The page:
In Hebrew, "Hanukkah" means dedication, and its celebration commemorates the rededication of the Temple in Jerusalem more than two thousand years ago after it was destroyed by foreign invaders. The legend of Hanukkah, known as the festival of Lights, tells of how a small army of Jews led by Juda Maccabee won back the temple, only to find on day's supply of oil left to light the gold menorah (a Jewish religious candelabra); miraculously it burned for eight days. Today, candles are used instead of oil.

Blue is the primary color associated with Hanukkah (it is considered a holy, royal color in Judaism), and it is typically mixed with silver, gold, or white. Here, we combined the symbols of Hanukkah-the menorah, the dreidel (spinning top), and the Star of David-into striking display for a Hanukkah party. A shiny silver tree with crystal-drop accents was added to give height to display and provide a unique "Festival of Lights."

Star of David
A delicate glass Star of David hangs proudly. The six-pointed star, an ancient symbol believed to have magical properties, was not officially adopted as a symbol of Judaism until the 1700's.

Dreidel and gelt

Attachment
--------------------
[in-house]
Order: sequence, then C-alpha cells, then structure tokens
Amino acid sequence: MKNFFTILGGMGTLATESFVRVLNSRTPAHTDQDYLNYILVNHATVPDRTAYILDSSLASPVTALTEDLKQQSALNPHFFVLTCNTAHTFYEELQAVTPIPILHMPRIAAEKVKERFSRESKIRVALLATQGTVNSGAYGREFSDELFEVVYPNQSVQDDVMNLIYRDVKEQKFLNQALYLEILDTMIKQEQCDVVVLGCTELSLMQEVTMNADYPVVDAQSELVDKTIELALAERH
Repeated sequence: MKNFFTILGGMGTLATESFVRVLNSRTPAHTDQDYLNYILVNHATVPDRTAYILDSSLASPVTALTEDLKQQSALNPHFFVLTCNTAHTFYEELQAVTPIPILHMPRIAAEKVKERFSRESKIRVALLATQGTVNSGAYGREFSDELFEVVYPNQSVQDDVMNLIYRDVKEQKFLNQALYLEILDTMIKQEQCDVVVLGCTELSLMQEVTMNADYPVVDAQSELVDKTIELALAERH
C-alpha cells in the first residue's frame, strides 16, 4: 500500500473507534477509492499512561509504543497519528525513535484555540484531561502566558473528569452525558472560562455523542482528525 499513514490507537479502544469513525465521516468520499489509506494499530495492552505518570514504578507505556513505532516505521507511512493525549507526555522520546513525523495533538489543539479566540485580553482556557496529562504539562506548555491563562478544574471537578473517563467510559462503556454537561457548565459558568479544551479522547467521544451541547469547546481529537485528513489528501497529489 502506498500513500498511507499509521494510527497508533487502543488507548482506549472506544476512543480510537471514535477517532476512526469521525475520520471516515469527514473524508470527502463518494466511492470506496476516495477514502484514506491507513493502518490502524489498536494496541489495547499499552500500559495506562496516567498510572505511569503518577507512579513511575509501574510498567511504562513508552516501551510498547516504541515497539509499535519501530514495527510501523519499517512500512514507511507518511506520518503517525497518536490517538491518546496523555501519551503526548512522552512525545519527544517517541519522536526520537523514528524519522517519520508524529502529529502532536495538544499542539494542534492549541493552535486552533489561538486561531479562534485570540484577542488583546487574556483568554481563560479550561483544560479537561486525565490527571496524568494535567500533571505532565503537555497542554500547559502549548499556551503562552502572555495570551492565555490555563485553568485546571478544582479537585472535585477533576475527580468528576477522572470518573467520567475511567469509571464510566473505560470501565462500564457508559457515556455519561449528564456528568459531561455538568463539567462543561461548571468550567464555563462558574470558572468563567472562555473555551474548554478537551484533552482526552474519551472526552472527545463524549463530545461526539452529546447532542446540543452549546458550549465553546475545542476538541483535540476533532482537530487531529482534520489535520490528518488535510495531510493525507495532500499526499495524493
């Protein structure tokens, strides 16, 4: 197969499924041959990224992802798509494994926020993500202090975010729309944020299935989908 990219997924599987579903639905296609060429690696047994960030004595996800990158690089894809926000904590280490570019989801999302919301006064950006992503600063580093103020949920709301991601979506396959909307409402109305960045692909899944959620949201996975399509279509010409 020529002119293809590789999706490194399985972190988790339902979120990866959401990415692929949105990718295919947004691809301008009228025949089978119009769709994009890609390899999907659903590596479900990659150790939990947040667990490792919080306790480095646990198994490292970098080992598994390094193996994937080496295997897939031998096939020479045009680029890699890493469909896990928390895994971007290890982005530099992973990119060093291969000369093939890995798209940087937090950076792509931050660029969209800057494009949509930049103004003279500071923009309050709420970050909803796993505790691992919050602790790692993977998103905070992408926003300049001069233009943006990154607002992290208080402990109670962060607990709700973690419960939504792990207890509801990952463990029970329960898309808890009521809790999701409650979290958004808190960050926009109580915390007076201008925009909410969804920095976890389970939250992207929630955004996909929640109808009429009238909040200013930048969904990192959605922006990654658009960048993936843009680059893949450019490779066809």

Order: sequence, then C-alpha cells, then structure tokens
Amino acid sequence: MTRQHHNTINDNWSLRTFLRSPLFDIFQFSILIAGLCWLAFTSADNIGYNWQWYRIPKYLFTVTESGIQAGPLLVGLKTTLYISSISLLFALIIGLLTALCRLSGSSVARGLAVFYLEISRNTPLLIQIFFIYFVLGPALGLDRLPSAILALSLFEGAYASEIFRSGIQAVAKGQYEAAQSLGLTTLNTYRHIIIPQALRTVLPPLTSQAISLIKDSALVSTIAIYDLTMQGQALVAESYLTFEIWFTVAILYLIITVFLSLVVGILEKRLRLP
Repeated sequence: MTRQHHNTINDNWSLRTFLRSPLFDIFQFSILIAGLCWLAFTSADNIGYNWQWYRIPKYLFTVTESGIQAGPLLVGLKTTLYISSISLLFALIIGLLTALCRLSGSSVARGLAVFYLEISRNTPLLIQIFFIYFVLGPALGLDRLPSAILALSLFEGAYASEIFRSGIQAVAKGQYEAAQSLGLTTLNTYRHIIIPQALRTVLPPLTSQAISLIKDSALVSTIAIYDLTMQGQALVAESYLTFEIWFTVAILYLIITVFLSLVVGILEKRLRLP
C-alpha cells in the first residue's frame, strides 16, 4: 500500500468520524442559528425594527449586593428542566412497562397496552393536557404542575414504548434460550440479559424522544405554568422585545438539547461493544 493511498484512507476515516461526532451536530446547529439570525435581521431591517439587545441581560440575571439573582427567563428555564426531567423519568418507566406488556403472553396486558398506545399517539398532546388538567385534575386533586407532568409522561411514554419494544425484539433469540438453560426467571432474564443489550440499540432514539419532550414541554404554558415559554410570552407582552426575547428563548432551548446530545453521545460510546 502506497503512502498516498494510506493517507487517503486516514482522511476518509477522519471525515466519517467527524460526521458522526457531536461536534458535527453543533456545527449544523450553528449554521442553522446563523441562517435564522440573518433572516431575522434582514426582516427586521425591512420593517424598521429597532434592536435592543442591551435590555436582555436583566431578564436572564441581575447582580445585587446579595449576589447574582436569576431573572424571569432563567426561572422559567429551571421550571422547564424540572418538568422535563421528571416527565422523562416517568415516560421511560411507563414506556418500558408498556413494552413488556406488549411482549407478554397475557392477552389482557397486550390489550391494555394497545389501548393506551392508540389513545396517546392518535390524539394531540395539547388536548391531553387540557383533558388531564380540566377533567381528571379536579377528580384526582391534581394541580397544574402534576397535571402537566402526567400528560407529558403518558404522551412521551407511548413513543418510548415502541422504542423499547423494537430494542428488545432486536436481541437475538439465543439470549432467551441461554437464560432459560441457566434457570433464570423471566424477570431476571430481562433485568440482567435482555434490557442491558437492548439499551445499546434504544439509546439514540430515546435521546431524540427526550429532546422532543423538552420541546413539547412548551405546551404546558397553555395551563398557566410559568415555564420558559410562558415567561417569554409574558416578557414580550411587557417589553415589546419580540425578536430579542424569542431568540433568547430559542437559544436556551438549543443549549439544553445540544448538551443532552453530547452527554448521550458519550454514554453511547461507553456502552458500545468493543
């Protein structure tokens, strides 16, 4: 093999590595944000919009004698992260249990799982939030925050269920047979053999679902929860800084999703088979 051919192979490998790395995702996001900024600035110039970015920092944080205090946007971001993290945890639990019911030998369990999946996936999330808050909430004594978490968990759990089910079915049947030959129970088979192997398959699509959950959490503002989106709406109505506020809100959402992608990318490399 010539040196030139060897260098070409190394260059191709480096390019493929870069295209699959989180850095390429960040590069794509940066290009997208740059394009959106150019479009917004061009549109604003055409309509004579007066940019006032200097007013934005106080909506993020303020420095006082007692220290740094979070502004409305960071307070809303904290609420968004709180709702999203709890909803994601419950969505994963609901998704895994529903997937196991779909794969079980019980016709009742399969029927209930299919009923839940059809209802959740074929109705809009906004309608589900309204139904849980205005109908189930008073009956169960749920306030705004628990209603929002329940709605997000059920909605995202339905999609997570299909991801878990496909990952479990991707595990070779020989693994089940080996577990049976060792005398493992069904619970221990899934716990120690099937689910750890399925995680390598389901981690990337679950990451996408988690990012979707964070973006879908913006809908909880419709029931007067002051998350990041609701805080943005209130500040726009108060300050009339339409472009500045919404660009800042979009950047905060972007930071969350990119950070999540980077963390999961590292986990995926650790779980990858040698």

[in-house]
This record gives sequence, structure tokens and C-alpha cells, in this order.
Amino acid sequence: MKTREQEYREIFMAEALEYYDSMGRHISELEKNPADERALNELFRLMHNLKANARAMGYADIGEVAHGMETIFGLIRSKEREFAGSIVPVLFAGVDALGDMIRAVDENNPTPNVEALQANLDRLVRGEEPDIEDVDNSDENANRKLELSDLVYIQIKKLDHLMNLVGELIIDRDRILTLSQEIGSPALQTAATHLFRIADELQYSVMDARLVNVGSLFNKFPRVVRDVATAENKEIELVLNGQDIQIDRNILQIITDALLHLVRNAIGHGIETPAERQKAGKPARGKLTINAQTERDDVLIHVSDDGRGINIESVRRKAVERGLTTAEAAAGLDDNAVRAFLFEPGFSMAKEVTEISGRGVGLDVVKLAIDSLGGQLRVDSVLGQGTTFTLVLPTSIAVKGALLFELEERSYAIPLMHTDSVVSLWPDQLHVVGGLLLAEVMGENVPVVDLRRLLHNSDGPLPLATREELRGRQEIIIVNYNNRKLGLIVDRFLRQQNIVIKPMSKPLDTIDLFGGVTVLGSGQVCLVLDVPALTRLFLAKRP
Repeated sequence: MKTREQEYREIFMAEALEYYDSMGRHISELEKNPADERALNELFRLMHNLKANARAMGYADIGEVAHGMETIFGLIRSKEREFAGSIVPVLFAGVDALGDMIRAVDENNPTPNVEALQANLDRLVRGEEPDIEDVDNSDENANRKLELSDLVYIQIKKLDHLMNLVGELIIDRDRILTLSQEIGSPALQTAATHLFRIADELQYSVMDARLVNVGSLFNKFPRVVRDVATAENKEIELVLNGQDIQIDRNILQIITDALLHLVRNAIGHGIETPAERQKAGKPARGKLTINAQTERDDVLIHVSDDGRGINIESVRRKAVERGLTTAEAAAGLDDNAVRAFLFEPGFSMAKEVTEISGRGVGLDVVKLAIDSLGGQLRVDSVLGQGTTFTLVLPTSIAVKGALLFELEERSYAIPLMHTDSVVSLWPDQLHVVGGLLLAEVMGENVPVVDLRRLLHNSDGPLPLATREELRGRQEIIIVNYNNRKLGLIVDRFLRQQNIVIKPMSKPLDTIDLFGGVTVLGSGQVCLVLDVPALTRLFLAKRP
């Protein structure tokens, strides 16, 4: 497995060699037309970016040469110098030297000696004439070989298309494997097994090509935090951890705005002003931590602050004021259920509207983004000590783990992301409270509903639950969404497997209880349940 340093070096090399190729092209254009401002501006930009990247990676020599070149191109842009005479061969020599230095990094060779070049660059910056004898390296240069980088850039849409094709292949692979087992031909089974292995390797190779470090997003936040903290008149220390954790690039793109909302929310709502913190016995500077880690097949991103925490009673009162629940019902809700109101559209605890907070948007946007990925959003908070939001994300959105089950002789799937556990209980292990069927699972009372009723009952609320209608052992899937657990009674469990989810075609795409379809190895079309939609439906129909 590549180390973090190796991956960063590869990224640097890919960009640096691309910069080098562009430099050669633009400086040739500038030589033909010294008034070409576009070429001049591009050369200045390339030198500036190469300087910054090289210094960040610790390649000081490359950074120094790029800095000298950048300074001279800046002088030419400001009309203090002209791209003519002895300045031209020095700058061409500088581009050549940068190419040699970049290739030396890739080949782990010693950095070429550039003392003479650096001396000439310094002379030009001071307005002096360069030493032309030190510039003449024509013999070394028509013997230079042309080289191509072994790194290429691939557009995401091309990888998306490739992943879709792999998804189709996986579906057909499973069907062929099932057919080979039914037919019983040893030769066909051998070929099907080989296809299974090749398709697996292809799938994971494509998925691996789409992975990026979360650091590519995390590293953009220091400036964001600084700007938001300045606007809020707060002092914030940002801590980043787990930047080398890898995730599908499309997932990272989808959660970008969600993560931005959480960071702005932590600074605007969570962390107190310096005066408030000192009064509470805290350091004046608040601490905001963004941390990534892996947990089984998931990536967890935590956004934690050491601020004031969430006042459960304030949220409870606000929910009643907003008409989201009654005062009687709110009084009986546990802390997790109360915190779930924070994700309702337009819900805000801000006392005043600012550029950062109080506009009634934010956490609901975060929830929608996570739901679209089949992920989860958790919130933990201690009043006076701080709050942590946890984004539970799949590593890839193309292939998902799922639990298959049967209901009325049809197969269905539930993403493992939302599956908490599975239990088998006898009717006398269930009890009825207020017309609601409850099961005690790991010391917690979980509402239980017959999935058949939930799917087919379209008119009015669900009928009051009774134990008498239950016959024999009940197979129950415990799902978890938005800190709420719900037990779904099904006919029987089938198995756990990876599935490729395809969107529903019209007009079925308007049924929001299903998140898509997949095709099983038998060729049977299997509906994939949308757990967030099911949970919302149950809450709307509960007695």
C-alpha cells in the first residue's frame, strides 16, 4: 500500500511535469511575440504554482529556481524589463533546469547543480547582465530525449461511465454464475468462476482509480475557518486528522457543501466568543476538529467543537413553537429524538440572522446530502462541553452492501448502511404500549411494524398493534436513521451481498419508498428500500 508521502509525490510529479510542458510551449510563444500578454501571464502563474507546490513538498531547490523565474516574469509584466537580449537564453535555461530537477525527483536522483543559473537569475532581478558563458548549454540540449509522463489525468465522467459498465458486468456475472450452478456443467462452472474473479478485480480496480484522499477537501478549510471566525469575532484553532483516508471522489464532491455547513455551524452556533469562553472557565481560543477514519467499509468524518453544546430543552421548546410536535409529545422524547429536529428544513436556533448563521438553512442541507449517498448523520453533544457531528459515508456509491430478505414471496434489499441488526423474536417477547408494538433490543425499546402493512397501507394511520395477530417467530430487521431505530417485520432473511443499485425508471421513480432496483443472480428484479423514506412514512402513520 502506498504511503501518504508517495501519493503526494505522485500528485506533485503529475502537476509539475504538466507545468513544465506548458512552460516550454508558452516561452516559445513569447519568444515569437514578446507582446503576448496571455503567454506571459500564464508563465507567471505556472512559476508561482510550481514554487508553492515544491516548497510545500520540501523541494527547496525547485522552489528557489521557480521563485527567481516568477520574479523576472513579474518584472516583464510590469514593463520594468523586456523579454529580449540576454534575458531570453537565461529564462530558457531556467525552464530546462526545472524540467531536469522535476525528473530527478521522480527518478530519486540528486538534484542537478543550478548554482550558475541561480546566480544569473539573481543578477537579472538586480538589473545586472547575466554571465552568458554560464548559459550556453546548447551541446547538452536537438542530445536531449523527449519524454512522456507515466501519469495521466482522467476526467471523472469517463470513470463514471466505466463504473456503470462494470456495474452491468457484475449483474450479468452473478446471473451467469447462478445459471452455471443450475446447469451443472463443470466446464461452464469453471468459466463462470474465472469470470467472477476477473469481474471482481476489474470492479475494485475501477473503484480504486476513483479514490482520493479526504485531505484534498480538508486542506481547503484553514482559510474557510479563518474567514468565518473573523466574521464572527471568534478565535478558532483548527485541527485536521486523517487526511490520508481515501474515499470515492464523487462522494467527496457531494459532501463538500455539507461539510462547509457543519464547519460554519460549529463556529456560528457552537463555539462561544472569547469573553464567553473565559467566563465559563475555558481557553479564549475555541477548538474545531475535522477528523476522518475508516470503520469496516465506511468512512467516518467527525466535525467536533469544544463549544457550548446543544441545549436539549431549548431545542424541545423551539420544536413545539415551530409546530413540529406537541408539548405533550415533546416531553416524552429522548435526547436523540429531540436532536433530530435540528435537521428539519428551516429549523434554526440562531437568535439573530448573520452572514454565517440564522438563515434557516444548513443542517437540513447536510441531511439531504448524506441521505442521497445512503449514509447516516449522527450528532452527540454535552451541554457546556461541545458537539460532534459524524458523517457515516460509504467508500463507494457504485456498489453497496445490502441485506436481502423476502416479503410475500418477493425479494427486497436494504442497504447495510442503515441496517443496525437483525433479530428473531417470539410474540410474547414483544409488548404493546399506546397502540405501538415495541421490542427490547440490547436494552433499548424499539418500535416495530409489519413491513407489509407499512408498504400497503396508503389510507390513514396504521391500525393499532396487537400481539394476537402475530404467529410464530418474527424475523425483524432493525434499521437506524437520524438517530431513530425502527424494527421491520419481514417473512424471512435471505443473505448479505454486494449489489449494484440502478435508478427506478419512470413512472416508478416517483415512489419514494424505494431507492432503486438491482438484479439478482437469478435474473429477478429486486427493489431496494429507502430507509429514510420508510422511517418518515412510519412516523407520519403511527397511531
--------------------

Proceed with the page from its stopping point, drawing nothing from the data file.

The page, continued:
This crystal dreidel adds sparkle to the table amid a sea of chocolate gelt ("money" used in the dreidel game). The dreidel is engraved with Hebrew letters meaning "A miracle happened here." The game dates back to the Maccabees.

Menorah
An elegant silver menorah is a stunning decoration for this holiday table. In each of the eight nights of Hanukkah, an extra candle is lit. The center candle is used to light the others.

Temple
This electronically lit porcelain building is a modern pat of the decorating scheme. It is a model of New York central Synagogue (c. 1839), the oldest Jewish house of worship in continuous use in New York City and a magnificent example of American synagogue architecture.

Festive Table
Twinkling candlelight cast a glow on this decorative table created for an intimate Hanukkah gathering. To honor the holiday's roots, the large candle featured on the table is actually an oil candle, filled with decorative foliage in tones of silver and blue.